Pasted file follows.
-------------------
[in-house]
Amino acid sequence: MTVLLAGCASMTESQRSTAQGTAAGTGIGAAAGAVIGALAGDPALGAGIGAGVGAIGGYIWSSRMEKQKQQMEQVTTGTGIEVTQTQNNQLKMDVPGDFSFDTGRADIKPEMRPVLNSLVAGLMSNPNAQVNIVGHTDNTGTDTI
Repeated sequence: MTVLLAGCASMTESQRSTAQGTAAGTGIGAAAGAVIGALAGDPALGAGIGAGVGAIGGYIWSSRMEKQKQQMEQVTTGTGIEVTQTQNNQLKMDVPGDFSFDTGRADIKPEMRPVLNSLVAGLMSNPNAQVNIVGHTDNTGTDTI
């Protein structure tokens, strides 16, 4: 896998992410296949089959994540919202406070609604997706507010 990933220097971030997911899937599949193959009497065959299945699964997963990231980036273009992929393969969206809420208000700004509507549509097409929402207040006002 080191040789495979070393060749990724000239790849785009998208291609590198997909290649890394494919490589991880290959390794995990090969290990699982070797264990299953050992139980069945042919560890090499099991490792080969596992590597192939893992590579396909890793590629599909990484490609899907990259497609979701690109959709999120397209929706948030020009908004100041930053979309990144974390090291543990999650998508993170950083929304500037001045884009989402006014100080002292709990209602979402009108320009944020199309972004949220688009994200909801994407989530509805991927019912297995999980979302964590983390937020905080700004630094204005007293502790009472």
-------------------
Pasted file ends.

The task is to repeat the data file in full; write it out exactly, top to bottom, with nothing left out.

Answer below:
[in-house]
Amino acid sequence: MTVLLAGCASMTESQRSTAQGTAAGTGIGAAAGAVIGALAGDPALGAGIGAGVGAIGGYIWSSRMEKQKQQMEQVTTGTGIEVTQTQNNQLKMDVPGDFSFDTGRADIKPEMRPVLNSLVAGLMSNPNAQVNIVGHTDNTGTDTI
Repeated sequence: MTVLLAGCASMTESQRSTAQGTAAGTGIGAAAGAVIGALAGDPALGAGIGAGVGAIGGYIWSSRMEKQKQQMEQVTTGTGIEVTQTQNNQLKMDVPGDFSFDTGRADIKPEMRPVLNSLVAGLMSNPNAQVNIVGHTDNTGTDTI
């Protein structure tokens, strides 16, 4: 896998992410296949089959994540919202406070609604997706507010 990933220097971030997911899937599949193959009497065959299945699964997963990231980036273009992929393969969206809420208000700004509507549509097409929402207040006002 080191040789495979070393060749990724000239790849785009998208291609590198997909290649890394494919490589991880290959390794995990090969290990699982070797264990299953050992139980069945042919560890090499099991490792080969596992590597192939893992590579396909890793590629599909990484490609899907990259497609979701690109959709999120397209929706948030020009908004100041930053979309990144974390090291543990999650998508993170950083929304500037001045884009989402006014100080002292709990209602979402009108320009944020199309972004949220688009994200909801994407989530509805991927019912297995999980979302964590983390937020905080700004630094204005007293502790009472």